St. Paul, Minn. — Visual artist Jenny Lion, who is a visiting assistant professor of media and cultural studies, is one of 42 artists from across the country to receive a 2021 Creative Capital Award. The winning artists, who were announced earlier this month, will receive up to $50,000 in funding, along with other services valued at another $50,000. 

“It’s a cliché, but yeah, I’m extremely grateful and surprised,” said Prof. Lion, who teaches classes that integrate film/video practice with history and theory, and first taught at Macalester in 2000.

The award provides Prof. Lion with the resources and support to complete her project, “untitled (Nevada, Utah),” which she describes as a body of video installation and cinematic works having to do with land-use, physical training and domestic preparedness, and strategies of witnessing at  historically resonant sites — military, settler, industrial and indigenous — primarily in Utah and Nevada. Most works were shot between 2005 and 2019, with a feature-length work currently being edited. The grant also supports future works.  

“I’m planning a new collaborative piece in Nevada, and hoping I can start shooting in the fall,” Prof. Lion said. But given the challenges of juggling her artistic work and teaching responsibilities while caring for young children during a pandemic, Prof. Lion said she expects the project to take longer than originally planned and that it may permutate. 

“Some of the work might move online, I’m certainly thinking about that,” she said. “But over the last nine months, I’ve also become a firm believer that not everything can or should ‘pivot.’ Some things should just wait.”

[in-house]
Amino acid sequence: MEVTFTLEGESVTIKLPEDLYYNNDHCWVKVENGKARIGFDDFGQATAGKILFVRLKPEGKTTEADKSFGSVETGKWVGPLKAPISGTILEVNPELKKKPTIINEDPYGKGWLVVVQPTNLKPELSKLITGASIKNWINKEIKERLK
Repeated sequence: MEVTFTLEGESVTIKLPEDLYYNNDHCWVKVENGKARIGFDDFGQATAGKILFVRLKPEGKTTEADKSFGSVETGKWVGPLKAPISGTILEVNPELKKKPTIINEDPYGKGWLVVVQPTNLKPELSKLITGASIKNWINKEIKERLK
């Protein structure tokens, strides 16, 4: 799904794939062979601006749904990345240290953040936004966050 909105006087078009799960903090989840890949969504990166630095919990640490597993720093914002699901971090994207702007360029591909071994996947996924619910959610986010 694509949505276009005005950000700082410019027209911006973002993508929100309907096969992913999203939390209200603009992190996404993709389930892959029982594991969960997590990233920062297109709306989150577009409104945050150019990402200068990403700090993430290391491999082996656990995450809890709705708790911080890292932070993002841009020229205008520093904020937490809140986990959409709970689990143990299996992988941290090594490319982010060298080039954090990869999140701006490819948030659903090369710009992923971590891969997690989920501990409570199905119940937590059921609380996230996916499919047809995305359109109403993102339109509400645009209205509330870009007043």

In the art world, a Creative Capital Award is a “huge deal,” said Michael Walsh, assistant curator/archivist for the Ruben/Bentson Moving Image Collection at the Walker Art Center in Minneapolis. The 42 artists in this year’s cohort were chosen from among more than 4,000 projects. 

“A Creative Capital Award is not easy to get, and it’s a true testament to somebody’s work history,” said Walsh.

Walsh also emphasized that the award includes significant development support that is otherwise unavailable to most working artists and is also extremely difficult to find from other institutions. 

According to a press release announcing the winners, a Creative Capital Award is meant to represent not just a one-time infusion of cash but the beginning of a long-term relationship between Creative Capital, the artist, and the broader artistic community, with the organization offering connections to professional advice across various fields, from law to finance, as well as that of other artists. The goal of the awards is to foster sustainable practices for artists on which they may build.

In winning this award, Prof. Lion joins a rarified group. Out of the 775 artists who have received a Creative Capital Award since its inception in 1999, just seven have resided in Minnesota.

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December 18 2020

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